Letter to Columbia University’s Mailman School of Public Health regarding the treatment of Dr. Kayum Ahmed

Linda P. Fried
Dean, Mailman School of Public Health
Columbia University
Michael Joseph
Vice Dean for Education
Mailman School of Public Health
Matt Perzanowski
Director, MPH Core Curriculum
Mailman School of Public Health
Dear Dean Fried and colleagues:
We write on behalf of the Middle East Studies Association of North America (MESA) and its Committee on Academic Freedom to express our concern about the decision to remove Dr. Kayum Ahmed from the Core curriculum teaching team at Columbia University’s Mailman School of Public Health (SPH). This decision was apparently made in response to demands to silence Dr. Kayum and other academics who use critical scholarly frameworks to analyze the Israeli-Palestinian conflict. It thereby constitutes a violation of Dr. Ahmed’s academic freedom.
MESA was founded in 1966 to promote scholarship and teaching on the Middle East and North Africa. The preeminent organization in the field, the Association publishes the prestigious International Journal of Middle East Studies and has nearly 2,800 members worldwide. MESA is committed to ensuring academic freedom and freedom of expression both within the region and in connection with the study of the region in North America and outside of North America.
In spring 2023 Dr. Ahmed’s syllabus, which included a unit on settler colonial determinants of health, was approved by the Core teaching team. In September 2023 Dr. Ahmed taught his classes without incident. However, in December 2023 Core Director Matthew Perzanowski communicated to Dr. Ahmed concerns “around the format of the session and the use of the Settler Colonialism framework without a discussion of other viewpoints on the application of that framework to Israel and Palestine.” Dr. Ahmed met with Dr. Perzanowski and agreed to make various modifications to his teaching and to submit a revised syllabus by May.
On 8 March 2024 an article in The Wall Street Journal claimed that some SPH students and faculty considered Dr. Ahmed’s course to be “political indoctrination.” Three days later, citing his approach to teaching about Palestine, Vice Dean Michael Joseph and Dr. Perzanowski informed Dr. Ahmed that he would not be invited back to teach in the Core. One week later he was informed by his department chair that he would not be able to teach his Health and Human Rights Advocacy course. No explanation was offered for the latter decision, and Dr. Kayum was not afforded a fair hearing before his summary removal. Dr. Ahmed was apparently sanctioned because he taught a unit on the settler colonial determinants of health in relation to Palestine, an action that appears to be a blatant violation of Columbia University’s own Code of Academic Freedom, which states “that all officers of instruction are entitled to freedom in the classroom in discussing their subjects” (§70a).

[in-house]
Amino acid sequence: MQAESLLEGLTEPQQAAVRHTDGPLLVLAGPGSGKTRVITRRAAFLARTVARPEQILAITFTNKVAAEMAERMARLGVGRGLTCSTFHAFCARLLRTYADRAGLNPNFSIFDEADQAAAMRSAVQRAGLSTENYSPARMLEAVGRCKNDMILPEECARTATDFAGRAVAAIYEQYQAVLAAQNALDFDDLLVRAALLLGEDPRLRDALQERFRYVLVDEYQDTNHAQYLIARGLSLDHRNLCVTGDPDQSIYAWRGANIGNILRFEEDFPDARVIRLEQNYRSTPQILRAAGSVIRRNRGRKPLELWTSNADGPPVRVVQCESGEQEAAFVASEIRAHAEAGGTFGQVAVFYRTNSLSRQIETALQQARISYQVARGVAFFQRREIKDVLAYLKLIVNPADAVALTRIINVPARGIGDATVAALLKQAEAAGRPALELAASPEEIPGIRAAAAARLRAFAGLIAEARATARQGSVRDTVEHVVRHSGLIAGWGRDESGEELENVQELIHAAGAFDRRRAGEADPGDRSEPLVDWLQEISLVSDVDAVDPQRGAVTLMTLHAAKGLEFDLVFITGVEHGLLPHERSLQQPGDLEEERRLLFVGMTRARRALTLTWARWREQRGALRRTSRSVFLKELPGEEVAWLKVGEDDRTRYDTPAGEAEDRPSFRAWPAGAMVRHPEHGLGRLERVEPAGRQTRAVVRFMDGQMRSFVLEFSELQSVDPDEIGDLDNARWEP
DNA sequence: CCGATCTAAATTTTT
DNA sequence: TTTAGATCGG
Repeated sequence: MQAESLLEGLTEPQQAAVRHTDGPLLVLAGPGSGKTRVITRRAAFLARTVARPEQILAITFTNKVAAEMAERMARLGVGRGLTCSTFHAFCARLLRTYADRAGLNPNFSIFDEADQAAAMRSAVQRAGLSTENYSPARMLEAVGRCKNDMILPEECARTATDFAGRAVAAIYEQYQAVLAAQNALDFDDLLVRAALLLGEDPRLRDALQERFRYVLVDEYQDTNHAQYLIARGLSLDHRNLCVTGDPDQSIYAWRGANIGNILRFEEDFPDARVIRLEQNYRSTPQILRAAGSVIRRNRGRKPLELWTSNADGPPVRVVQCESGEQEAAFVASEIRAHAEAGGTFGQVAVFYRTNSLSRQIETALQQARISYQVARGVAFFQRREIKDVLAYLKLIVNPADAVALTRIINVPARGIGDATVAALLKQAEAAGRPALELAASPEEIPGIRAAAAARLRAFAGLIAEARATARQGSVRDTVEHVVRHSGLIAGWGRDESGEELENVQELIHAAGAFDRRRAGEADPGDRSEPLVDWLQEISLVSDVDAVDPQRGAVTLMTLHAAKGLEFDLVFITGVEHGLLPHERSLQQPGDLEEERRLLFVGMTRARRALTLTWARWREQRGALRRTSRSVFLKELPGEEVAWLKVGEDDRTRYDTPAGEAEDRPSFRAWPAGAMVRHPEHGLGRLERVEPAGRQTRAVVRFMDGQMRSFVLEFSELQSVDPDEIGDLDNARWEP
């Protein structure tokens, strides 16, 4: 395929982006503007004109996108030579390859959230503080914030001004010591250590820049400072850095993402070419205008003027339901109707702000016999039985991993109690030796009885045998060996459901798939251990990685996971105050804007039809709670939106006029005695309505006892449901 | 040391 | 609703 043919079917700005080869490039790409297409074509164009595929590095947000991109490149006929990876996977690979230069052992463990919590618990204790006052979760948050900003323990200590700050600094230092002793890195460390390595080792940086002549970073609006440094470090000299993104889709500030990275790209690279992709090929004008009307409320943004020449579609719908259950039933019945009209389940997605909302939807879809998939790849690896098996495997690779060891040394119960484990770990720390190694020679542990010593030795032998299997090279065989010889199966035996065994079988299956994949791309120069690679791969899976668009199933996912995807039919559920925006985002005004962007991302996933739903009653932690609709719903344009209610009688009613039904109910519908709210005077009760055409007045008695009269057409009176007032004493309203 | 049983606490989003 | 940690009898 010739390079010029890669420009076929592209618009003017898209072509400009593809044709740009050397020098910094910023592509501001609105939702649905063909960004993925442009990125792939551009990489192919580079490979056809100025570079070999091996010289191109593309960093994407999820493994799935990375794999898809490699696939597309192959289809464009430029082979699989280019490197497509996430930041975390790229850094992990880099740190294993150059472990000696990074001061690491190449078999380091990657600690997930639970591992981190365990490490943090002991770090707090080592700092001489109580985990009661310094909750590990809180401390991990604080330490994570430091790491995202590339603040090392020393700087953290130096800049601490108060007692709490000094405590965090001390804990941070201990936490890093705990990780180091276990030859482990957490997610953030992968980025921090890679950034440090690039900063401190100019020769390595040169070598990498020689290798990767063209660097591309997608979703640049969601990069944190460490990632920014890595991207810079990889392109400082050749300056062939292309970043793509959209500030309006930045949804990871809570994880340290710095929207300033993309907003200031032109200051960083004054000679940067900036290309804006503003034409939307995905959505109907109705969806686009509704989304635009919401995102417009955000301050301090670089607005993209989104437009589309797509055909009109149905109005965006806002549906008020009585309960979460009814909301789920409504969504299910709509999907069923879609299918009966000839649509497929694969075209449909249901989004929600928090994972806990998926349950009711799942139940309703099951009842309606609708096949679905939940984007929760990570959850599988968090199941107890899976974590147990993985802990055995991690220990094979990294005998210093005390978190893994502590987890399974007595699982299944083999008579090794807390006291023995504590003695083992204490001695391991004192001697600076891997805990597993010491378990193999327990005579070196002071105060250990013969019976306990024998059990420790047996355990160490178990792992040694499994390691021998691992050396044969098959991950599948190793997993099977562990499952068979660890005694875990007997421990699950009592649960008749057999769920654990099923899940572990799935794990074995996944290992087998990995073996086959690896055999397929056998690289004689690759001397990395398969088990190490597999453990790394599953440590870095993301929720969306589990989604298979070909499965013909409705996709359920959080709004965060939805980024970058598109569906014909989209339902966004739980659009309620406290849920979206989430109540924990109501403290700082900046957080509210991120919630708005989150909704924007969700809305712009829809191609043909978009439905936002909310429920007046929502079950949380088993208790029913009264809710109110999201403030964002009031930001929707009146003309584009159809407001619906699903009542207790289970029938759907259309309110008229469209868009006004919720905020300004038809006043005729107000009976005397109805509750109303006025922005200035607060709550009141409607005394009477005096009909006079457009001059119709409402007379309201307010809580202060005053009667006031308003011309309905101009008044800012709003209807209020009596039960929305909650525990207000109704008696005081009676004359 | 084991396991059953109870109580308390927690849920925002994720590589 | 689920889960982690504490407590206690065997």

The basic principle of academic freedom holds that faculty have the right to investigate and discuss all relevant matters in the classroom, without interference. The freedom to teach entails the right of faculty to select the materials, determine the approach to the subject, make the assignments, and assess student academic performance. This is precisely what Dr. Ahmed and the Core teaching team engaged in, both when they approved Dr. Ahmed’s syllabus and when Dr. Ahmed and other faculty deliberated together on how to modify his teaching style to more effectively present the material.
In these fraught times, university leaders have a heightened responsibility to withstand powerful external pressures and demands for censorship, by protecting the fundamental rights of faculty and students to engage in free debate and contentious speech. This country’s institutions of higher education should be places in which a broad range of perspectives can be expressed, debated, and criticized without fear of defamation, harassment, or termination.
We therefore call on you to immediately reinstate Dr. Ahmed and apologize to him for the procedural and substantive unfairness of the decision to bar him from future teaching in the Core curriculum. We further call on you to actively foster an atmosphere of free academic inquiry and discussion at SPH, including the unhindered right of faculty to exercise their professional competence in the classroom.
We look forward to your response.

Aslı Ü. Bâli 
MESA President
Professor, Yale Law School
Laurie Brand
Chair, Committee on Academic Freedom
Professor Emerita, University of Southern California

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